Mediterranean coastal dunes are affected by high levels of human disturbance, particularly in the last years. Disturbance not only promotes a physical alteration that increase the invasibility of coastal dunes, but also allows the arrival of new alien plant propagules. This study examined the current distribution of the alien species growing on recent (Holocenic) coastal dunes in central Italy (Latium, Abruzzo and Molise regions), considering alien origin, invasive status and growth form strategies. The floristic sampling was carried out following the European Cartographic Project protocol and 91 quadrants were examined. Consistent numbers of non-native species and clear differences between the Tyrrhenian and the Adriatic coast were found. America represented the continent which provides the highest number of aliens species. However, higher values of alien species coming from the Tropical America and Africa were found in the Thyrrenian coast, while higher values of aliens coming from the Extra- Tropical America and Eurasia were found in the Adriatic coast. Most alien species were casuals while the number of invasive aliens was relatively much lower. Finally, the success of invasive aliens appeared to be related to both annual or perennial evergreen strategies.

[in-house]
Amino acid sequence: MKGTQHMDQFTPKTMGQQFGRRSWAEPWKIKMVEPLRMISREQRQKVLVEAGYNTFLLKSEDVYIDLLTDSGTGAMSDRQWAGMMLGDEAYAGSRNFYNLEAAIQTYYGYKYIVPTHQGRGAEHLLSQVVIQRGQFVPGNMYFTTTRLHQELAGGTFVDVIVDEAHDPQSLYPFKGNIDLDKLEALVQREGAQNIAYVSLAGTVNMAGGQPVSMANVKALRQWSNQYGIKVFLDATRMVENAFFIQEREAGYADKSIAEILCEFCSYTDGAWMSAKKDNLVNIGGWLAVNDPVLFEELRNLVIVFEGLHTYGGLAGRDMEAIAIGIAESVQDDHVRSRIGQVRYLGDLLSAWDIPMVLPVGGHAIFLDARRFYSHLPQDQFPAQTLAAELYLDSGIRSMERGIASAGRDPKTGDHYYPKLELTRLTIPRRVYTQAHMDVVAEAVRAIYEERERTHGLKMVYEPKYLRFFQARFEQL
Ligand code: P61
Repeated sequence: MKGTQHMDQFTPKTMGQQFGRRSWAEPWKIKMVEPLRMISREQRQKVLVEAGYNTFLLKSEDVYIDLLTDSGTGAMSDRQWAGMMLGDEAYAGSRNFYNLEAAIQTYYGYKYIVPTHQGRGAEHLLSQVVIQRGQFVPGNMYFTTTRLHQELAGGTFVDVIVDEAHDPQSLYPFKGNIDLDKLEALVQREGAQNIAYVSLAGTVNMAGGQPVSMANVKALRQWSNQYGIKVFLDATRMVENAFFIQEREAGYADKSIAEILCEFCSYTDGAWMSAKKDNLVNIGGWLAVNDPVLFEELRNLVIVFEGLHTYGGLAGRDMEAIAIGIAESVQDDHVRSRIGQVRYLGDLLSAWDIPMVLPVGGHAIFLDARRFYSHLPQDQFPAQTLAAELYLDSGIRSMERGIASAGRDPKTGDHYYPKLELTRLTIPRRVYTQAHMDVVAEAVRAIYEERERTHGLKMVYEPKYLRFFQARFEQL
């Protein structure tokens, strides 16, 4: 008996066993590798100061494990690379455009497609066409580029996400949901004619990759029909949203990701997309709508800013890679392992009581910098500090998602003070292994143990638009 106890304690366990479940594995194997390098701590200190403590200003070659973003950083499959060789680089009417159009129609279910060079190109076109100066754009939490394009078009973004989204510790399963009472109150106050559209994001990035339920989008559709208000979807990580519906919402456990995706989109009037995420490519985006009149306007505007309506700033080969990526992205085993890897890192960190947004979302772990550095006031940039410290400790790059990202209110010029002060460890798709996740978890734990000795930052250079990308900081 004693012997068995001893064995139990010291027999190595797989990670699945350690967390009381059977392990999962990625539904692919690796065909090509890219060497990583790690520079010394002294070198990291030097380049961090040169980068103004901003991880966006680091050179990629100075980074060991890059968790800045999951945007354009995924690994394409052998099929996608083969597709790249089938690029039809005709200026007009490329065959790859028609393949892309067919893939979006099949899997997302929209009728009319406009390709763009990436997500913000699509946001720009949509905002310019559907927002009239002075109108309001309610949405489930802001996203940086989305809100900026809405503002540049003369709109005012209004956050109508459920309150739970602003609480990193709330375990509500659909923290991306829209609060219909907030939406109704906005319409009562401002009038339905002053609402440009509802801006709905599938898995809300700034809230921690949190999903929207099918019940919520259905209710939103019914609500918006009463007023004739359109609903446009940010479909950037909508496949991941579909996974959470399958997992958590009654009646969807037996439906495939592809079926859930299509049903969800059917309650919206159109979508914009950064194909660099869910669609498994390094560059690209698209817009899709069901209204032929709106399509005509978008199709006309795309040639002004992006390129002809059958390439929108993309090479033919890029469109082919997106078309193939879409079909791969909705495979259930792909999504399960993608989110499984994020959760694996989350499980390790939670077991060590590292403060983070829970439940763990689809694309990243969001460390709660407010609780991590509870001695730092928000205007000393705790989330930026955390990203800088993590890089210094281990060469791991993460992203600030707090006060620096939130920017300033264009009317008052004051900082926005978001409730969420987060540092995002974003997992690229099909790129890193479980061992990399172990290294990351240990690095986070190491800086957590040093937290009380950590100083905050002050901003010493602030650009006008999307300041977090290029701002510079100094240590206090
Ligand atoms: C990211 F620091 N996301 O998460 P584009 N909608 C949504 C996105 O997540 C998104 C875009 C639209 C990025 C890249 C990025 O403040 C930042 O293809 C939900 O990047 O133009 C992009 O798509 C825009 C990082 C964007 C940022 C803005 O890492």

|Titolo:||Specie vegetali esotiche negli ambienti costieri sabbiosi di alcune regioni dell'Italia centrale|
|Autori interni:||CONTI, Fabio|
|Data di pubblicazione:||2007|
|Appare nelle tipologie:||Articolo|
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